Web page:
The Importance of Transparency in Green Spaces: A Q&A With Outerknown

<p>Outerknown is leading the menswear industry with their sustainable practices, and they're hoping to help other businesses do the same.</p>

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Nov. 19 2020, Updated 9:40 p.m. ET

outerknown
Source: outerknown

If you've checked out menswear recently, you're probably familiar with Outerknown. They're a sustainable menswear brand that puts an emphasis on eco-friendly production and apparel. Their style is understated and classic while still feeling fun and new. Their products include a range of shirts, shorts, tees, tanks, trunks, and more.

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In terms of sustainability, they're serious about transparency. Mark Walker, CEO, and Shelly Gottschamer, Head of Sustainability and Supply Chain, sat down with Green Matters for an email interview to discuss why they're passionate about sustainability, how small businesses can be more eco-friendly, and where they see Outerknown for years to come.

The following Q&A has been edited for clarity, flow, and length.

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Green Matters (GM): For people outside of your industry, what&apos;s the easiest way to break down Outerknown&apos;s purpose?

Mark Walker (MW): For People and Planet. At Outerknown, we’re making every decision with the highest regard for the hands that make our clothes and the world we call home.

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outerknown
Source: outerknown

GM: What do you think the biggest challenge or obstacle is for brands to go green?&#xA0;

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Shelly Gottschamer (SG): The supply network of responsible manufacturers is a smaller pool. They typically lean towards larger suppliers, as the investments are higher and access to these suppliers (for smaller brands) is not always available. Cost will also continue to be a challenge. Responsible manufacturing costs more, period; either through social and labor practices, or environmental standards…not to mention preferred fibers.

MW: Making things “sustainably” takes longer, costs more, and has a significantly reduced number of factories, mills, and trim suppliers. The challenge for most brands is that they have created an established culture and process that doesn’t include sustainable practices; therefore, determining where and when to start is difficult.

GM: Why is open-sourcing important?

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SG: It is critical to reach scale in responsible manufacturing. Not only to reduce costs, but to reduce the environmental impacts of our industry. Open source is a critical component in reaching scale. We all need to do this together to make this a standard every day practice.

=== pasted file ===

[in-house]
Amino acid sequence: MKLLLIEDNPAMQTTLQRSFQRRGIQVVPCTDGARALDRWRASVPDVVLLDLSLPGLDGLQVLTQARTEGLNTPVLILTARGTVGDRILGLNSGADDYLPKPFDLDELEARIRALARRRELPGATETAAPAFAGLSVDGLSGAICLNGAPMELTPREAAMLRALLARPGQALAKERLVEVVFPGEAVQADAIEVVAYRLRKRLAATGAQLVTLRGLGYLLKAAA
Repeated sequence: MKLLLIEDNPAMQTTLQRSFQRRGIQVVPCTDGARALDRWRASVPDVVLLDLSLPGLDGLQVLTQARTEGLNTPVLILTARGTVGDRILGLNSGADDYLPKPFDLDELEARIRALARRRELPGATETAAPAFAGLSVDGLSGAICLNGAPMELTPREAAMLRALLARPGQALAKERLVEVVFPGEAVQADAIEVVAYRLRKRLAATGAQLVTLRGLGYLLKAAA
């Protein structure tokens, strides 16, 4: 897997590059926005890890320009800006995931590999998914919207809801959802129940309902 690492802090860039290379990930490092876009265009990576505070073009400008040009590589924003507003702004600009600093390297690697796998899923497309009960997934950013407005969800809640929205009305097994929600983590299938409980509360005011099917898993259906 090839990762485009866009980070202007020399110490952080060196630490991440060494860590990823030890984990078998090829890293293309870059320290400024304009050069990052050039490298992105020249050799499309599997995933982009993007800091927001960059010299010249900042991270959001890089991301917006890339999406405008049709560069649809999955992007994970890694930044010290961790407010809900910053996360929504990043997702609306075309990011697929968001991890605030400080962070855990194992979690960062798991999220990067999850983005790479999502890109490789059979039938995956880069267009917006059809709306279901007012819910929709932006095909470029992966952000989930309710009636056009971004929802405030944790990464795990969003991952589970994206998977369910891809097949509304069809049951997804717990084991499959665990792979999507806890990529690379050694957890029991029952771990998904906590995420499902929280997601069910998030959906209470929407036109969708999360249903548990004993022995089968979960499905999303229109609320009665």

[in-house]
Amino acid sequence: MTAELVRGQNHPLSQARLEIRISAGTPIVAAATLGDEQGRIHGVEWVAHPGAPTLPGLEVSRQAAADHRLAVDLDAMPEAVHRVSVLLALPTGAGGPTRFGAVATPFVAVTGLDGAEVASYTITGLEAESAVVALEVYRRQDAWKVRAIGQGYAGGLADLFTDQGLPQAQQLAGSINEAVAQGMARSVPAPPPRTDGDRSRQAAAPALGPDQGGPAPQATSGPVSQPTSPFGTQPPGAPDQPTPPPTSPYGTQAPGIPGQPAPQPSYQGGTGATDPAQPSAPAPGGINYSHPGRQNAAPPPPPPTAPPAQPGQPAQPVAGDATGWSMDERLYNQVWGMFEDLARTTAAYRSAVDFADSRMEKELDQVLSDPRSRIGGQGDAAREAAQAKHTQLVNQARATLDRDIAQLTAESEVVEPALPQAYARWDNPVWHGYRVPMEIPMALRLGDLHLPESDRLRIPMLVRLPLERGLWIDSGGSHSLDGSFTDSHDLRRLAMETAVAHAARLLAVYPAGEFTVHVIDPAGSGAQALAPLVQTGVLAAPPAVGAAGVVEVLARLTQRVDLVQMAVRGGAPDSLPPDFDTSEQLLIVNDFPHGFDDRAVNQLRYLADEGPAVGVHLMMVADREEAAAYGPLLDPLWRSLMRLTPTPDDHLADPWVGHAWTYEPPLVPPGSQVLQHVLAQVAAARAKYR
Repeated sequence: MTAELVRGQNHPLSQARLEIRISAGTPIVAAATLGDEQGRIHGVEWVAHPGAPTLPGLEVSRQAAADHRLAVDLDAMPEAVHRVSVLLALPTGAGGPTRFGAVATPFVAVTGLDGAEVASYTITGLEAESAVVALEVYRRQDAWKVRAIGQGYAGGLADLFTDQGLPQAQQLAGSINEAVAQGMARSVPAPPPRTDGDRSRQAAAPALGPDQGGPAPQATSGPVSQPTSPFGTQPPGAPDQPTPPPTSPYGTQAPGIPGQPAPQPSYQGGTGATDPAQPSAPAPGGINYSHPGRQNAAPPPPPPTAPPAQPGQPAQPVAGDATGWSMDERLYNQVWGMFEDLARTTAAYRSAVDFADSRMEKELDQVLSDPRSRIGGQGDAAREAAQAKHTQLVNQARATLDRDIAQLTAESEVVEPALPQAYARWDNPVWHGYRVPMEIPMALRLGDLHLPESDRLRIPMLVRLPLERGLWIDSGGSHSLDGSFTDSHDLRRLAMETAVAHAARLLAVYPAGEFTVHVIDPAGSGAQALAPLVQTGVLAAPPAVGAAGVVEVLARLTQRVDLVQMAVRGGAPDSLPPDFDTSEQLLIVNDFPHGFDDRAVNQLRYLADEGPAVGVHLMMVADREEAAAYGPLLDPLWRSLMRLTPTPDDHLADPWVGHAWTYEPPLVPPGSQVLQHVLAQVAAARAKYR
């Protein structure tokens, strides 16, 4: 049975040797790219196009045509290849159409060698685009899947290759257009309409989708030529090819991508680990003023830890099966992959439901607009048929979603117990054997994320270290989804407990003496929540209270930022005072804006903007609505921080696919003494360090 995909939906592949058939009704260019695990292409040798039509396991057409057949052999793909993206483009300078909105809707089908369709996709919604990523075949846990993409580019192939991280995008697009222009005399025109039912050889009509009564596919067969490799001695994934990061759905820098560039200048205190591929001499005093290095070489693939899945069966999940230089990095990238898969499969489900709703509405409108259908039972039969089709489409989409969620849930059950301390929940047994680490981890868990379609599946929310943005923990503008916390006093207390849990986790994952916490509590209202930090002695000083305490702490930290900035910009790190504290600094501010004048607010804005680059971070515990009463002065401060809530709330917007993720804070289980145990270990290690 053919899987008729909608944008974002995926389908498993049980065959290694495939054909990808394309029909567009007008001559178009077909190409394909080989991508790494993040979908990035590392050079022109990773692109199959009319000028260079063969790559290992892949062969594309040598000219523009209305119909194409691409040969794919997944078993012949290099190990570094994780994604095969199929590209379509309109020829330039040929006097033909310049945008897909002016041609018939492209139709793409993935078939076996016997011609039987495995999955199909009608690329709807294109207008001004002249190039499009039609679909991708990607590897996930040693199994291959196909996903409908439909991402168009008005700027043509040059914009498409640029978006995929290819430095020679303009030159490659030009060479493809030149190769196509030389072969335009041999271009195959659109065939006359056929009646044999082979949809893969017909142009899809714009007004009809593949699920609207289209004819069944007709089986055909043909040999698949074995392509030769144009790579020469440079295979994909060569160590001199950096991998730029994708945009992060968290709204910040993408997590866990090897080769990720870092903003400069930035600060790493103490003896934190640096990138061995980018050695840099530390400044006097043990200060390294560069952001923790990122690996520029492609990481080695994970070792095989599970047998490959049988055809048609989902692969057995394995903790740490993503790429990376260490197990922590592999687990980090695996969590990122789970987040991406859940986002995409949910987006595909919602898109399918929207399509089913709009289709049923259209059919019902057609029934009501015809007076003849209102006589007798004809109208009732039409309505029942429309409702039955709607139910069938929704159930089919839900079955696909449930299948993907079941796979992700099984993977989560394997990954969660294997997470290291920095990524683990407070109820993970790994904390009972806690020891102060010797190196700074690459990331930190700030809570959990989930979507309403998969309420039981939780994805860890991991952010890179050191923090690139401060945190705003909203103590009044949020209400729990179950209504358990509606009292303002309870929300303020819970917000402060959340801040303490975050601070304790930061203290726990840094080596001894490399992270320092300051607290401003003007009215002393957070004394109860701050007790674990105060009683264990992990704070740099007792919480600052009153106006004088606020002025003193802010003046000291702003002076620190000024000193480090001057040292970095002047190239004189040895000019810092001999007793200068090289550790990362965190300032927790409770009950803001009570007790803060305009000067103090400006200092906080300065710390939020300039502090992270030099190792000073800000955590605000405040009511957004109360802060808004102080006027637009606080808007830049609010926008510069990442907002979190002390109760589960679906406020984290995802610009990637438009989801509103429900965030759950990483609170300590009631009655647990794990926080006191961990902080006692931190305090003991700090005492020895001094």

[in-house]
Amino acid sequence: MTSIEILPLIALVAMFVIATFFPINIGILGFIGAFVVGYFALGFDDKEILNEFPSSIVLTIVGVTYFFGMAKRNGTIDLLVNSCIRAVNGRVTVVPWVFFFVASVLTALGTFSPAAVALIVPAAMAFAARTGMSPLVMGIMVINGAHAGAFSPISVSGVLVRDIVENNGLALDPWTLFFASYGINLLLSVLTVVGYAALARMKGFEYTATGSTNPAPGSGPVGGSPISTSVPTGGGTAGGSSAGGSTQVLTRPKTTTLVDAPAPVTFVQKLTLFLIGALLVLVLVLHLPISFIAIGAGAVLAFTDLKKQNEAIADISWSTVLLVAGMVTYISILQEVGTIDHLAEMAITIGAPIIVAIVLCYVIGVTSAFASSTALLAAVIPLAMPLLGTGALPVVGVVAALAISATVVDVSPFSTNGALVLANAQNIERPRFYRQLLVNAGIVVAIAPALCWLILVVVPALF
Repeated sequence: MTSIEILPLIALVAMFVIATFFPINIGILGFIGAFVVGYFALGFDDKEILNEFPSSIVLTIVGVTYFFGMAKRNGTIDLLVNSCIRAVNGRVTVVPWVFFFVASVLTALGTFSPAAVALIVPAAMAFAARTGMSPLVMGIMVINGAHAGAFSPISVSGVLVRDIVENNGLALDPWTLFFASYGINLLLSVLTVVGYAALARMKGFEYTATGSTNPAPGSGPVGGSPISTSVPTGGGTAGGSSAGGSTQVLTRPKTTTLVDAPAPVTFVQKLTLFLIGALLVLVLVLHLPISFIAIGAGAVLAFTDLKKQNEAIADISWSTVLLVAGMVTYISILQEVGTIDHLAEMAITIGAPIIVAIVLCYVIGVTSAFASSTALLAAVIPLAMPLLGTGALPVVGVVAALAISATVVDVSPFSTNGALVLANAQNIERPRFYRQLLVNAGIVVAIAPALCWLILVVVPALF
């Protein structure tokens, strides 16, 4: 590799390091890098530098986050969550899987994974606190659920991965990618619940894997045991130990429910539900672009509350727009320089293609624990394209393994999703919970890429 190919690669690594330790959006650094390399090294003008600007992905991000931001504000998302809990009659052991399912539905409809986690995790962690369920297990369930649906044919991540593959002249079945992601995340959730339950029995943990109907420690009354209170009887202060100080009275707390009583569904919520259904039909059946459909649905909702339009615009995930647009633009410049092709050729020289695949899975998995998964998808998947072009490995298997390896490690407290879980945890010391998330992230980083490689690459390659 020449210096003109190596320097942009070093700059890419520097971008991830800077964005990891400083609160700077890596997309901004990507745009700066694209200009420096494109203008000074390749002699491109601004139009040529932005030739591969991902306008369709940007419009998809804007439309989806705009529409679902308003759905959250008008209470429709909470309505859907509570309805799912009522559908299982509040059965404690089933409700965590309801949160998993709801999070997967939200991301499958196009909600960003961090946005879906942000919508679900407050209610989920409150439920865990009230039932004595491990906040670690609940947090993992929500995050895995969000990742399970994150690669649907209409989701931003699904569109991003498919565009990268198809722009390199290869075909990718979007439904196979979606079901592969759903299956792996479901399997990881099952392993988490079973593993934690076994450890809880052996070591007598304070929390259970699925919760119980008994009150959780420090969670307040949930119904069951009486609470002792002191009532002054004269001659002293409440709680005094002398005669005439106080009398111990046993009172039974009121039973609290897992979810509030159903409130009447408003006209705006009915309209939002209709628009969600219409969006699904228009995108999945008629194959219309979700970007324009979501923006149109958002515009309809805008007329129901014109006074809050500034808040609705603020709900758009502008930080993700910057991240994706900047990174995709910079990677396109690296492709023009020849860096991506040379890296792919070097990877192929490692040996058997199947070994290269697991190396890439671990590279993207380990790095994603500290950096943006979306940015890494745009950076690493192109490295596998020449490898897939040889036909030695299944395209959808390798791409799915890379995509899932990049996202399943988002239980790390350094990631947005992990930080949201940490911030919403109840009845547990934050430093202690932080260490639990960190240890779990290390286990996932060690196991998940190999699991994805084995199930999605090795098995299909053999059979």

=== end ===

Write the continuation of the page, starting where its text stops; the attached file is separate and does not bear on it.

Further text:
MW: A huge part of why Outerknown exists is to inspire change in the industry. We cannot move the needle alone, and if sharing our successes will help more brands do it right ‘For People and Planet,’ then it’s the right thing to do.

GM: What advice do you have for brands or small businesses who are hoping to embark into more sustainable practices?

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SG: Collaborate as much as possible.

MW: Just start. Don’t focus on the when or how or is it enough. Just start making decisions that are better for people and the planet by using preferred fibers, picking better partners, etc. It needs to be part of the company culture and in every conversation, not a department within the business.

GM: For you personally, why is sustainability important?

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SG: My family are farmers, and through farming we have seen the effects of the environmental crisis. We have the opportunity in apparel to improve our practices and create change. We just have to stand up together and ask; as consumers and as business leaders.

outerknown
Source: outerknown
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GM: What do you think the biggest misconception is about sustainability?&#xA0;

MW: That no matter what you do, it isn’t enough, so why bother? Everyone needs to start somewhere and all of our decisions have an impact.

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GM: Why is transparency so important in a green space?

SG: Sustainability starts with transparency. If a brand is making a claim and they are backing it up with data, then they have done their homework to put sound practices in place. A good example of this is publishing a supplier list; to put this out there means you have done the due diligence. It keeps us honest.

MW: To avoid greenwashing. It’s important for people to be educated and properly informed so they can choose to make the decision that they believe will have the best impact.

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GM: Where do you see Outerknown in 5 years? 10?

MW: Significantly larger, reaching more customers, changing peoples’ perception of sustainable clothing, and collaborating with more brands to make positive change. We hope to lead the charge on making it easier for customers and brands to make better decisions with respect to the impact clothing production has.

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